St Albans and St Albans Abbey

INTRODUCTION

I was inspired to create this post by reading a wonderful piece about a walk in Roman St Albans by Debbie Smyth on travelwithintent, of which much more later. Walking will bulk quite large throughout this post.

TWO VERY DIFFERENT STATIONS

St Albans station is a reasonably major station just beyond the official boundary of Greater London. Services to this station are fast and fairly frequent – a non-stop service from St Pancras takes approximately 20 minutes to reach St Albans.

St Albans Abbey station is at the end of a small branch line with not very frequent services (I have travelled it more than once). The other end of the line is at Watford Junction, and there is at present no through connection. Here are some maps for your assistance…

The connections.
The connections.
A closer focus on the branch and two St Albans stations.
A closer focus on the branch and two St Albans stations.
The walking route between the two stations (extracted from google maps)
The walking route between the two stations (extracted from google maps)

SPECULATIVE SECTION

I have made mention of St Albans and its potentialities for greater public transport integration in a number of previous posts:

  • In “The Great Anomaly“, my post on the Metropolitan line, I mentioned it in explaining my idea for the using the Amersham and Watford branches (which would cease to be part of the Metropolitan) as part of an envisaged London Orbital Railway.
  • In my post on the Bakerloo Line I wrote about re-extending the Bakerloo to Watford Junction and then having it take over the St Albans Abbey shuttle service, with a through connection being established at Watford Junction.
  • In my post on the Central Line I explained in detail my envisaged London Orbital Railway and its connections.
  • In London Underground’s Worst Bodge Job, my post on the Northern line, I suggested splitting the line into two halves, with the Edgware/ Charing Cross half being extended north from Edgware as to Luton Airport Parkway, following the mainline from Elstree & Borehamwood on, and south from Kennington to Gatwick Airport.

Tying all these together my future for St Albans’ public transport connections involves:

  1. The Metropolitan’s current Watford scheme (extending to Watford Junction from Croxley, abandoning the current terminus) would be subsumed within the Orbital Railway, which would also make use of an adaptation of the plan outlined in Colne Valley Transit Proposal shown below:
    DSCN4159In my version of the scheme, which sees it become part of the London Orbital Railway, the Met keeps its Chesham terminus, and the new scheme runs service through Amersham.
  2. The Bakerloo takes over the St Albans Abbey branch, running services straight through to St Albans. As will be revealed later in this post I have an idea for a further possible extension in St Albans to increase integration.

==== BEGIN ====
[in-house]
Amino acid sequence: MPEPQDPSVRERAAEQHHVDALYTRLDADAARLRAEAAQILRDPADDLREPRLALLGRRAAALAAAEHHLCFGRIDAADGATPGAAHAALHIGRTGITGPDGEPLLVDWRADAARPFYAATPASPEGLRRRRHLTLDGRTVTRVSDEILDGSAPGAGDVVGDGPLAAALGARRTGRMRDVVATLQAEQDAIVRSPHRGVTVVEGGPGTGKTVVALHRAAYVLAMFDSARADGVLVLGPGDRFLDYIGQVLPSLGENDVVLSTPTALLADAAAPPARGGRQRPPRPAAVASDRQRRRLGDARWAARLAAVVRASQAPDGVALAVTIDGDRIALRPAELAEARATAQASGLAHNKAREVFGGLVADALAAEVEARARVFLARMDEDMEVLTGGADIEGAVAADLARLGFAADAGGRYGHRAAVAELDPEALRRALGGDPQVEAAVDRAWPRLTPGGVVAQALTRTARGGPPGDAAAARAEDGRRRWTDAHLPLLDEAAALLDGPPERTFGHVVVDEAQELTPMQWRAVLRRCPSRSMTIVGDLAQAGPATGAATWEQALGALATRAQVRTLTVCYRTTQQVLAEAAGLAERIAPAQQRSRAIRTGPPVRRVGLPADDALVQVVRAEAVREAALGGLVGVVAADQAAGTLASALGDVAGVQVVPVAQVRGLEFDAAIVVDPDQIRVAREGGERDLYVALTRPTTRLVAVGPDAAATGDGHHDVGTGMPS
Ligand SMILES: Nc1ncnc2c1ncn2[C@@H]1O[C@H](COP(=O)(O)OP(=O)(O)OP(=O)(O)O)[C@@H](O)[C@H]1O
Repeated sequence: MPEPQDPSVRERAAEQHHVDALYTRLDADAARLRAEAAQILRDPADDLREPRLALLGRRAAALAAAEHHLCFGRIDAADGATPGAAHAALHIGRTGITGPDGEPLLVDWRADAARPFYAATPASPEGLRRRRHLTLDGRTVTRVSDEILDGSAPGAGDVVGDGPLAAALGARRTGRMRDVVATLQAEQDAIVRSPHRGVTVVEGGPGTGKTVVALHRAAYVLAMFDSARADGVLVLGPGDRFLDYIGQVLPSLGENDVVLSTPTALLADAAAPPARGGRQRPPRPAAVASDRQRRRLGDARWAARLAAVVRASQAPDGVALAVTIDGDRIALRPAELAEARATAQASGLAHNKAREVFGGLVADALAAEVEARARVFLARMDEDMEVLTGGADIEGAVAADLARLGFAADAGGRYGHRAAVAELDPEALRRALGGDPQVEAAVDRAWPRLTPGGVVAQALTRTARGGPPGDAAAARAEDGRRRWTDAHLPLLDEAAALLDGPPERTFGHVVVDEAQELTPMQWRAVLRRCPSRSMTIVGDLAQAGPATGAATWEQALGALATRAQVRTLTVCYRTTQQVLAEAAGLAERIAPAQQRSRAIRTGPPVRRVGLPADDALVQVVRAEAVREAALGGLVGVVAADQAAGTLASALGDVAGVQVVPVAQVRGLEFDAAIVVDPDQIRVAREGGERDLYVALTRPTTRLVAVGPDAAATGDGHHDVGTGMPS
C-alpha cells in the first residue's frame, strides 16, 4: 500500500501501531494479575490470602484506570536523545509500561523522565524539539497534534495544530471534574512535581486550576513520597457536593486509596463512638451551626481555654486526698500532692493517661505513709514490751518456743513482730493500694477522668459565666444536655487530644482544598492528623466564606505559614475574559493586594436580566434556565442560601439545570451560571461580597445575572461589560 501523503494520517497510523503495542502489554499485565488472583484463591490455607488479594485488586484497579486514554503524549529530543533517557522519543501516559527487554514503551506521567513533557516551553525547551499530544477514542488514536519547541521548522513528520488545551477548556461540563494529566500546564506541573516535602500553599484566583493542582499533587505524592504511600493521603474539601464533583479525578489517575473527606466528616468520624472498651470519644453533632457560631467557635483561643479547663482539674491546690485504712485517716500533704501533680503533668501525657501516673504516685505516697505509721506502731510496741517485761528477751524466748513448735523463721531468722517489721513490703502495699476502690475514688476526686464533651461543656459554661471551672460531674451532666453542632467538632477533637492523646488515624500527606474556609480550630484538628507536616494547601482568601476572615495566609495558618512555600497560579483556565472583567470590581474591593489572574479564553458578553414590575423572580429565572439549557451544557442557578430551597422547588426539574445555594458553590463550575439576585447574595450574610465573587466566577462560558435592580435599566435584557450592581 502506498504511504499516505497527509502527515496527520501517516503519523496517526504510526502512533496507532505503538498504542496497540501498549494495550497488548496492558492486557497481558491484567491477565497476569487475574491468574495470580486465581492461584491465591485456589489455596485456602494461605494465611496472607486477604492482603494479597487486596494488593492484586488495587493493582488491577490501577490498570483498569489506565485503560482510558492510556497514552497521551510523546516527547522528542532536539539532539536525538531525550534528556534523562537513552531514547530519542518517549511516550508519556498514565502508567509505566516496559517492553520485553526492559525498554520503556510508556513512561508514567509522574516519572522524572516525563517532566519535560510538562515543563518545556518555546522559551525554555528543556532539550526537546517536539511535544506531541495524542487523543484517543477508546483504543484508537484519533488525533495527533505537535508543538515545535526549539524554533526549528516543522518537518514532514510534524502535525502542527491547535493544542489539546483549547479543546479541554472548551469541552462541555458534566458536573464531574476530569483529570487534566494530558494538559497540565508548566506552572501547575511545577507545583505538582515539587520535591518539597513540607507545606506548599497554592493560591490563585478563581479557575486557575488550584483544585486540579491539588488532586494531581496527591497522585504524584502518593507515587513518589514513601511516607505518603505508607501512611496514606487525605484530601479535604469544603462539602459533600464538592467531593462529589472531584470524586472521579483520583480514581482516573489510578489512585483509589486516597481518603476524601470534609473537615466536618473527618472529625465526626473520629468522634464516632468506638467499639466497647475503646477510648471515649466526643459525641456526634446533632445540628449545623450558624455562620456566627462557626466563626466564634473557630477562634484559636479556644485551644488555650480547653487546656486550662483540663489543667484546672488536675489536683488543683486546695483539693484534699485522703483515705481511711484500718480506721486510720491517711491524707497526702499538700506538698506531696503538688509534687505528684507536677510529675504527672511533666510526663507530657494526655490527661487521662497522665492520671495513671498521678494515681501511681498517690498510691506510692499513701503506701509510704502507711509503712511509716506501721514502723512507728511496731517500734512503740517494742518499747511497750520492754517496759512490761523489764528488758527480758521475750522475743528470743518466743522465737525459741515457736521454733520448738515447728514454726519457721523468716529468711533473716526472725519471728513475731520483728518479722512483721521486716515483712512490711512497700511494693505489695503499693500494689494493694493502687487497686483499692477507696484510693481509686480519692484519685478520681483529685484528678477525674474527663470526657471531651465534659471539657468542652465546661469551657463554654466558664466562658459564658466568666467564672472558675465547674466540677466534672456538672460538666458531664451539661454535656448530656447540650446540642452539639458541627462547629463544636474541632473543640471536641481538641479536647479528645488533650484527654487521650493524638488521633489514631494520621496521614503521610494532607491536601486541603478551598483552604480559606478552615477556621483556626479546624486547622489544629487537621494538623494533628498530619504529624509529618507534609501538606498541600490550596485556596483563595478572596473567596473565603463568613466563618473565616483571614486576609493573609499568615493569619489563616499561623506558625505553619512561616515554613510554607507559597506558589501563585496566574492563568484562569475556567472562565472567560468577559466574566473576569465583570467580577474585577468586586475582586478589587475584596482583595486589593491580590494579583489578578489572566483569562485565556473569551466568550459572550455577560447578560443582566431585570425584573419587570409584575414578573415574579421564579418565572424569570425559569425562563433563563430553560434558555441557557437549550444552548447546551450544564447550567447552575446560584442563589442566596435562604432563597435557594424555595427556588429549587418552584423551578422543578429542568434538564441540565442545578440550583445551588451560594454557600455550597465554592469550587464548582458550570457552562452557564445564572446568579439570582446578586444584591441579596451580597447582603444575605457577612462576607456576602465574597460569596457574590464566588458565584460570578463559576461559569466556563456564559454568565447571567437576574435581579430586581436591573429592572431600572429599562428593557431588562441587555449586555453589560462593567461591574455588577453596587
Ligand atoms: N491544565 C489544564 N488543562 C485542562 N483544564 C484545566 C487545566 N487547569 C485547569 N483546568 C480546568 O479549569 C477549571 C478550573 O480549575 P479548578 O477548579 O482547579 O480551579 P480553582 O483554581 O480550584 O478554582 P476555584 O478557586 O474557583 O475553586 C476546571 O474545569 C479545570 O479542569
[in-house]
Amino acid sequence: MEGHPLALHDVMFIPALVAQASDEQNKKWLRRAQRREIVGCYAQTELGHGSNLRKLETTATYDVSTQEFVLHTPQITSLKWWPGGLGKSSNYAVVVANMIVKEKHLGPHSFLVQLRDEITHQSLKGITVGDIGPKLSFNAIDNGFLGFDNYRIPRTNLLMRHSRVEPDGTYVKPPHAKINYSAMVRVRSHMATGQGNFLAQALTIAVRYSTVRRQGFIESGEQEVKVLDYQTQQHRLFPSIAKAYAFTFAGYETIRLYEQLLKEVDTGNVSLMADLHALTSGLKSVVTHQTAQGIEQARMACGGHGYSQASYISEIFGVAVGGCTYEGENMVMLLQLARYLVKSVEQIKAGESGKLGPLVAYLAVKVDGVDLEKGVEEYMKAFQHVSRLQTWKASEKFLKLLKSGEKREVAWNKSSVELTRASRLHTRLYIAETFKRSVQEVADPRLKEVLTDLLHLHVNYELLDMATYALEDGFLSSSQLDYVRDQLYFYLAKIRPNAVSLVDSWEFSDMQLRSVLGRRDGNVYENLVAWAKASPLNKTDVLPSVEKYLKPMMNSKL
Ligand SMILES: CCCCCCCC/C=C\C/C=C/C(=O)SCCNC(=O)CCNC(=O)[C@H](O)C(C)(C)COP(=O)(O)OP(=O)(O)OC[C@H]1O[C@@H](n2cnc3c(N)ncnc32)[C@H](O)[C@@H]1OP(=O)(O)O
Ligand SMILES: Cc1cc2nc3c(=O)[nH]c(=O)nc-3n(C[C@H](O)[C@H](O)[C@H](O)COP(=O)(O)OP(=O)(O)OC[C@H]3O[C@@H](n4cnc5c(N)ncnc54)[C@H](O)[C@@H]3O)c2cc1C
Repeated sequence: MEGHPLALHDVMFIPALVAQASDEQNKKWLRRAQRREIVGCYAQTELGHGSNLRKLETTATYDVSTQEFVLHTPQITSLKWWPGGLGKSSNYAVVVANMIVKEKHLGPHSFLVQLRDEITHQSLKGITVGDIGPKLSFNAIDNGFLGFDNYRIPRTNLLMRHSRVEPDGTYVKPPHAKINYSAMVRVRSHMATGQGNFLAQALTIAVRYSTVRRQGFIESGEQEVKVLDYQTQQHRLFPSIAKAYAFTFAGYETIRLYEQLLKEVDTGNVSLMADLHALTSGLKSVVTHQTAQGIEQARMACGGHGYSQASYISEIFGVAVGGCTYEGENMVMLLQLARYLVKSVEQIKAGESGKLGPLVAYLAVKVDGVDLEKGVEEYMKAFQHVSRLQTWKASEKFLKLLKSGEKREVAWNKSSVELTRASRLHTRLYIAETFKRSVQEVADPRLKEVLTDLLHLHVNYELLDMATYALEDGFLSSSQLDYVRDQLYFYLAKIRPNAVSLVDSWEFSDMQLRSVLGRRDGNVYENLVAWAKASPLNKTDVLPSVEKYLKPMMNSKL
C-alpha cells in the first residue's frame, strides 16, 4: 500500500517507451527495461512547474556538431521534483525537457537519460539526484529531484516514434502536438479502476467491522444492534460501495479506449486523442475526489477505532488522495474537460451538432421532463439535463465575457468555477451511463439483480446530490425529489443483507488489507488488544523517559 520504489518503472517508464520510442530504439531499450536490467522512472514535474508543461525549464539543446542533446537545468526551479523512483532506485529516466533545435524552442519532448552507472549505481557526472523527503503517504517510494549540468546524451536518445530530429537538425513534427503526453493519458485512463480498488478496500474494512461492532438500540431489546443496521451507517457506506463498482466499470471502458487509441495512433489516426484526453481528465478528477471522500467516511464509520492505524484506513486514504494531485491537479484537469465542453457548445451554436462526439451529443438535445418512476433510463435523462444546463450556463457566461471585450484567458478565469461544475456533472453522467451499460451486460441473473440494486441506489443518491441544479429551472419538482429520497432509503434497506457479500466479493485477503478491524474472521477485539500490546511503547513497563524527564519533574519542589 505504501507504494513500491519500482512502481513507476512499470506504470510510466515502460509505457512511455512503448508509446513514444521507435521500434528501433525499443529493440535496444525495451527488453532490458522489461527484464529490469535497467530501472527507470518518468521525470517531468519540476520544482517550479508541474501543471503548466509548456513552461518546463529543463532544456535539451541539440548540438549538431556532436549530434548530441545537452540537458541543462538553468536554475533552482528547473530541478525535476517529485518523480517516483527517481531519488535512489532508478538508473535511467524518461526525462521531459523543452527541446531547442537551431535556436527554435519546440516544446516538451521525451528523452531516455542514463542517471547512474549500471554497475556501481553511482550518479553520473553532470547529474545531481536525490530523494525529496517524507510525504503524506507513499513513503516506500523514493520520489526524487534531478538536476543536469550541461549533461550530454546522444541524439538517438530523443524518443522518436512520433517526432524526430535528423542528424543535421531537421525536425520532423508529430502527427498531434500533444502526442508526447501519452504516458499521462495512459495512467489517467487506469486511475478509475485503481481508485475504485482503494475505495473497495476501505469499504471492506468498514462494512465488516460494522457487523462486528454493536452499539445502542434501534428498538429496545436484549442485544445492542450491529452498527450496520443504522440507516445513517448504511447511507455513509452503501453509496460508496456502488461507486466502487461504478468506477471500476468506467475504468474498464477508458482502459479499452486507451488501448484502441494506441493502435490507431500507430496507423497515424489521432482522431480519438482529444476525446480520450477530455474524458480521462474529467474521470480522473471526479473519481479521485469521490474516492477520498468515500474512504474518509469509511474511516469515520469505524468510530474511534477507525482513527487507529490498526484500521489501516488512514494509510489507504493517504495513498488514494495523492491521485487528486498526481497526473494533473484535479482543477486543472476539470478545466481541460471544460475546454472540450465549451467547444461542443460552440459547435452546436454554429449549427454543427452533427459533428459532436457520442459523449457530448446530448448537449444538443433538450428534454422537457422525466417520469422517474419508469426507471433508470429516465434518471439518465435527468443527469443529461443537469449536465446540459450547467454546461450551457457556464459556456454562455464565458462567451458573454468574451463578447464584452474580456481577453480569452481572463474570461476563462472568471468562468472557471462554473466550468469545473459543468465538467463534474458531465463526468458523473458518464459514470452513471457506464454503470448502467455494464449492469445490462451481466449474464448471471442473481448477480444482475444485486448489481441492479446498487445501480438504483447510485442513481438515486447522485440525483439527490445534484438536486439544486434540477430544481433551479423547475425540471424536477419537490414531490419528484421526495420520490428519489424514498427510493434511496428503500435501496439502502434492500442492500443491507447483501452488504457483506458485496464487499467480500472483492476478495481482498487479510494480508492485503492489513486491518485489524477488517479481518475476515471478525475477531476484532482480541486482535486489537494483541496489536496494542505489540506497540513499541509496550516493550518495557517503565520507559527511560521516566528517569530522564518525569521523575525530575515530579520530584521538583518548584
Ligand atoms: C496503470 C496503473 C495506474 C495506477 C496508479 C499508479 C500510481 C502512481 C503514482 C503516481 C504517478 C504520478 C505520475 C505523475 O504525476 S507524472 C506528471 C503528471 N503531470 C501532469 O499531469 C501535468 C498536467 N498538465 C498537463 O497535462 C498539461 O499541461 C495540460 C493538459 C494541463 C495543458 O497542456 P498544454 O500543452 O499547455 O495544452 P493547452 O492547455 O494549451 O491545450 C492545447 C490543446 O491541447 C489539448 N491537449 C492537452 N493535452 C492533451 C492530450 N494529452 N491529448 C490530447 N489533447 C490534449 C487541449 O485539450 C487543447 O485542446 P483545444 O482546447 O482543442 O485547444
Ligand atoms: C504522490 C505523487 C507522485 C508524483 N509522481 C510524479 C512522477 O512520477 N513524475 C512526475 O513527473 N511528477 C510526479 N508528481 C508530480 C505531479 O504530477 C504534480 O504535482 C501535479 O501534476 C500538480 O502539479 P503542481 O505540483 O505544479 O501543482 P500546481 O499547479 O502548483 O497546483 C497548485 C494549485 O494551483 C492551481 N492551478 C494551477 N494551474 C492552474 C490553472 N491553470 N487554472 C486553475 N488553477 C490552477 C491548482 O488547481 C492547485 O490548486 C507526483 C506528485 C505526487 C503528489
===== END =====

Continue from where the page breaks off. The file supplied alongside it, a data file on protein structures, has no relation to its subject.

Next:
3. The Northern line Edgware and Charing Cross branches become the nucleus of a line running from Gatwick Airport to Luton Airport Parkway.

TWO GREAT WALKS

WALK 1: ROMAN ST ALBANS (DEBBIE SMYTH)

I start this section with the walk Debbie Smyth talks about in “A Roamin’ Walk through Roman St Albans“. To encourage you to read and comment on Debbie’s splendid post I offer you two pictures and the opening paragraph…

St Alban’s is first recorded as a Celtic British Iron Age settlement, known as Verlamion.  After the Roman conquest of Britain in AD 43, it grew into Verlamium, the third largest town in Roman Britain…

The route map
The route map

To view the original map picture click here.

A sample picture (there are many more in the original)
A sample picture (there are many more in the original)

The original of the above picture can be viewed here.

To view the full post (and I reiterate my encouragement of you to do so) click here.

WALK 2: ST ALBANS – WATFORD
(FROM COUNTRY WALKS AROUND LONDON)

This walk, which I did many years ago when I still lived in London is also well worth a look. I have the route map, a picture showing the whole walk, and individual shots of each double page it occupies…

DSCN4157

Walk

DSCN4153 DSCN4156 DSCN4155 DSCN4154

THE VERULAMIUM MUSEUM

Mention has already been made of St Albans’ significance in Roman times, and this final section adds to that by pointing to the Verulamium Museum as an establishment comfortably walkable from both stations at which you can find out more about this history. Here are some maps showing the walking routes…

Walking there from the minor station.
Walking there from the minor station.

To view the original of this map and written instructions, click here.

Walking there from the major station.
Walking there from the major station.

To view the original of this map and written instructions, click here.

The plan that occurred to me based on these maps (and it would need to very sensitively devised if it were to go ahead) was for an extension from St Albans Abbey to a dedicated station for the Verulamium Museum and then a new terminus at St Albans for an interchange to the main station.

I hope that you have all enjoyed this look at St Albans, a fascinating and historic town on London’s doorstep.

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